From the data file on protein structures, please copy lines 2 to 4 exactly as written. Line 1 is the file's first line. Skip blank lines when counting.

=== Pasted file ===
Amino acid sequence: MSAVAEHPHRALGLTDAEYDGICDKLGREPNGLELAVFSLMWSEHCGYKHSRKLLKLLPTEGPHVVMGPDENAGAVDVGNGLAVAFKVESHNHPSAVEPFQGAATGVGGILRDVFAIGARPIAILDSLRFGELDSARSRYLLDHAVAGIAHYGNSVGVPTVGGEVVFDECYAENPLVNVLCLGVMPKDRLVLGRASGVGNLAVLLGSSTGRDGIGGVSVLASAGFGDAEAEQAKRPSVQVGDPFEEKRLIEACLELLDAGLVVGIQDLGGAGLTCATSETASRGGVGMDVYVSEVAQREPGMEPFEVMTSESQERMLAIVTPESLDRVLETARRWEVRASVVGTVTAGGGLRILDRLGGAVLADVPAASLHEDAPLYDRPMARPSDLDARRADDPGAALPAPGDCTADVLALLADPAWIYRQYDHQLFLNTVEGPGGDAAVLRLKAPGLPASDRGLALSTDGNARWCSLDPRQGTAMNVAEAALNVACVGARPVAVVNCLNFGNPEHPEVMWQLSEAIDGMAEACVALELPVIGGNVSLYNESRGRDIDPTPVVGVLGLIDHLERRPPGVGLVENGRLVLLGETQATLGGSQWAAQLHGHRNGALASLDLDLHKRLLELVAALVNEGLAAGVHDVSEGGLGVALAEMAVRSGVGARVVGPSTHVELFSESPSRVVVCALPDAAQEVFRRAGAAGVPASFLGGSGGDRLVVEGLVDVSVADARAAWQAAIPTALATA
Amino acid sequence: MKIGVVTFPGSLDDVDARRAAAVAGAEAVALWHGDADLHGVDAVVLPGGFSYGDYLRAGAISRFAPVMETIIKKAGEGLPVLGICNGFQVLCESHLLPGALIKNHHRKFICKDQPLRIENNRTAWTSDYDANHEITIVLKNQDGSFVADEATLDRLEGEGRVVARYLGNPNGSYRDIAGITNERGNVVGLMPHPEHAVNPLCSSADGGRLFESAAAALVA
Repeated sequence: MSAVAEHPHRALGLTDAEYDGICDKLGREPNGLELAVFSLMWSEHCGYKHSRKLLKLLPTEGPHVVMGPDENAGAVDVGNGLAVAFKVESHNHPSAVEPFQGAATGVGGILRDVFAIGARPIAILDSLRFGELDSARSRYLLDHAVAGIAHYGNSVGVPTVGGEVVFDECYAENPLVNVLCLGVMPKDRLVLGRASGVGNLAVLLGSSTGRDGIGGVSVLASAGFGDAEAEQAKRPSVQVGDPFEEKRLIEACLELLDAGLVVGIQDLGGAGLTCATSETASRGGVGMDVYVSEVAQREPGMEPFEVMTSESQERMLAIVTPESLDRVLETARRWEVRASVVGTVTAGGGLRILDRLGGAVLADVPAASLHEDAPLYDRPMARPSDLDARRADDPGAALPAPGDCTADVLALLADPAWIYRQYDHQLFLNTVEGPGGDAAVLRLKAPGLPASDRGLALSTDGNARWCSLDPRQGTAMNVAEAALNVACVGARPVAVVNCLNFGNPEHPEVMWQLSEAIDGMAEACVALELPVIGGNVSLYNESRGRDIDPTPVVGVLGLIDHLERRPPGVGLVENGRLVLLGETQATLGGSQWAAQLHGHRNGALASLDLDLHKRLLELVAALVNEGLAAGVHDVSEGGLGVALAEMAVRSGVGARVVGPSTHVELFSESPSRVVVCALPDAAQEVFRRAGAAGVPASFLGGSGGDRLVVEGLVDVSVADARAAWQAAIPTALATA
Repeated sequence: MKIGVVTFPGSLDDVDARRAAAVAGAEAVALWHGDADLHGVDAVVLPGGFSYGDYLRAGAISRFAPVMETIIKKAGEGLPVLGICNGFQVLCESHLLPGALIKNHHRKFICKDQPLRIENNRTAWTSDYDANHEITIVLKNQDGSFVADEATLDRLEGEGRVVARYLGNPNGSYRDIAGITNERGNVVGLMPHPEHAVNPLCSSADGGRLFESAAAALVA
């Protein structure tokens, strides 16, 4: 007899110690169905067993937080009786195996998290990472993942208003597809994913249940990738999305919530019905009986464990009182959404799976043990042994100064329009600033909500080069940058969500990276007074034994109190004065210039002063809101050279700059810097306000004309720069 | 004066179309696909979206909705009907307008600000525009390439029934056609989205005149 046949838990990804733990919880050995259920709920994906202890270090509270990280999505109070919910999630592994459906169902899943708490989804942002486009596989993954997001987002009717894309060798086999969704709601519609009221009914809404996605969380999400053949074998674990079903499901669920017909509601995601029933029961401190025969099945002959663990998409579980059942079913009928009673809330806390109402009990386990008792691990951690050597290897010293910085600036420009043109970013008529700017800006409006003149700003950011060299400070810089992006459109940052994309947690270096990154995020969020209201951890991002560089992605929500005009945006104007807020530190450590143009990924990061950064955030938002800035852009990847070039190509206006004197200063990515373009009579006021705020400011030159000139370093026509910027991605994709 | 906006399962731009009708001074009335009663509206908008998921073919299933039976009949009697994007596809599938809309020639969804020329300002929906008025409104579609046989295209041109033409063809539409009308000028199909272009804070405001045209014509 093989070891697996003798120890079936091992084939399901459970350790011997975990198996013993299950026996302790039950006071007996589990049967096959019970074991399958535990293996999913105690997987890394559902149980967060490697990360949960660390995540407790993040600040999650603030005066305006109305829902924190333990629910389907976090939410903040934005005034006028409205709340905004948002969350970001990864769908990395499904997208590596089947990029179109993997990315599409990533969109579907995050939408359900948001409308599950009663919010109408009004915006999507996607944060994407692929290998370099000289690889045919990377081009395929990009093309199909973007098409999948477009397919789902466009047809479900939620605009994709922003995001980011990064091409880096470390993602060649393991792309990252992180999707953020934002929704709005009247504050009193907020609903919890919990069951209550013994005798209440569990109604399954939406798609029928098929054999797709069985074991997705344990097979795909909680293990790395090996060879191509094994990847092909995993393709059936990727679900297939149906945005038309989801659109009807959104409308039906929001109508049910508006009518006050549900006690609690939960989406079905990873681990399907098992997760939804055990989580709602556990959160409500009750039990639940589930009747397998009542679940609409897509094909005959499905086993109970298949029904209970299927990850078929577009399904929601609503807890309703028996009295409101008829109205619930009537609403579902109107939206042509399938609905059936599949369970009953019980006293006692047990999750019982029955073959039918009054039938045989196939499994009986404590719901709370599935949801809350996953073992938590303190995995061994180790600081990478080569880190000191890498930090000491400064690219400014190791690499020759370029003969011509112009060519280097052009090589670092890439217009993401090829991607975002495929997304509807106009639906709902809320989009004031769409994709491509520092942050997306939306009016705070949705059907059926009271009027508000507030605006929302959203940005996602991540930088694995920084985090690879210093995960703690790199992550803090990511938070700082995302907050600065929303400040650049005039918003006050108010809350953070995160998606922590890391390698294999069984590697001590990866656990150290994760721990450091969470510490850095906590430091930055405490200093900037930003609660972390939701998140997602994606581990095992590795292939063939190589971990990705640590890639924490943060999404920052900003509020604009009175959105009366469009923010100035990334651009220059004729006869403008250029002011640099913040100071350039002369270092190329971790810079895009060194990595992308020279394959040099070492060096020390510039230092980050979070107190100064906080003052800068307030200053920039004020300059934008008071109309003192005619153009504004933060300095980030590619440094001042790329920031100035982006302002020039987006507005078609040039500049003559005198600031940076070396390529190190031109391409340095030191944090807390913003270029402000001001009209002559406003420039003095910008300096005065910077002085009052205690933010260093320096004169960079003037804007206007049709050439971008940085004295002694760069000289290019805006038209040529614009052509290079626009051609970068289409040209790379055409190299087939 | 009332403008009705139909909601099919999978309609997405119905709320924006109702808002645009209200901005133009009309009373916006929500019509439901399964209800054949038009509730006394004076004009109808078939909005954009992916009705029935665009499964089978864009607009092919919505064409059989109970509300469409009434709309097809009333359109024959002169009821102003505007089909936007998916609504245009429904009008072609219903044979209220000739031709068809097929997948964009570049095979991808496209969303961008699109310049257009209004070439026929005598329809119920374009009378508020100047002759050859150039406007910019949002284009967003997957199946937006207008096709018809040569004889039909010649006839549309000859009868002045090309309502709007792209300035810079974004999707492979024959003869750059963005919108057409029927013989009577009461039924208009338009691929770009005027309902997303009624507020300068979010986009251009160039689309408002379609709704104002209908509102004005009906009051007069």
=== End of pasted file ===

Amino acid sequence: MKIGVVTFPGSLDDVDARRAAAVAGAEAVALWHGDADLHGVDAVVLPGGFSYGDYLRAGAISRFAPVMETIIKKAGEGLPVLGICNGFQVLCESHLLPGALIKNHHRKFICKDQPLRIENNRTAWTSDYDANHEITIVLKNQDGSFVADEATLDRLEGEGRVVARYLGNPNGSYRDIAGITNERGNVVGLMPHPEHAVNPLCSSADGGRLFESAAAALVA
Repeated sequence: MSAVAEHPHRALGLTDAEYDGICDKLGREPNGLELAVFSLMWSEHCGYKHSRKLLKLLPTEGPHVVMGPDENAGAVDVGNGLAVAFKVESHNHPSAVEPFQGAATGVGGILRDVFAIGARPIAILDSLRFGELDSARSRYLLDHAVAGIAHYGNSVGVPTVGGEVVFDECYAENPLVNVLCLGVMPKDRLVLGRASGVGNLAVLLGSSTGRDGIGGVSVLASAGFGDAEAEQAKRPSVQVGDPFEEKRLIEACLELLDAGLVVGIQDLGGAGLTCATSETASRGGVGMDVYVSEVAQREPGMEPFEVMTSESQERMLAIVTPESLDRVLETARRWEVRASVVGTVTAGGGLRILDRLGGAVLADVPAASLHEDAPLYDRPMARPSDLDARRADDPGAALPAPGDCTADVLALLADPAWIYRQYDHQLFLNTVEGPGGDAAVLRLKAPGLPASDRGLALSTDGNARWCSLDPRQGTAMNVAEAALNVACVGARPVAVVNCLNFGNPEHPEVMWQLSEAIDGMAEACVALELPVIGGNVSLYNESRGRDIDPTPVVGVLGLIDHLERRPPGVGLVENGRLVLLGETQATLGGSQWAAQLHGHRNGALASLDLDLHKRLLELVAALVNEGLAAGVHDVSEGGLGVALAEMAVRSGVGARVVGPSTHVELFSESPSRVVVCALPDAAQEVFRRAGAAGVPASFLGGSGGDRLVVEGLVDVSVADARAAWQAAIPTALATA
Repeated sequence: MKIGVVTFPGSLDDVDARRAAAVAGAEAVALWHGDADLHGVDAVVLPGGFSYGDYLRAGAISRFAPVMETIIKKAGEGLPVLGICNGFQVLCESHLLPGALIKNHHRKFICKDQPLRIENNRTAWTSDYDANHEITIVLKNQDGSFVADEATLDRLEGEGRVVARYLGNPNGSYRDIAGITNERGNVVGLMPHPEHAVNPLCSSADGGRLFESAAAALVA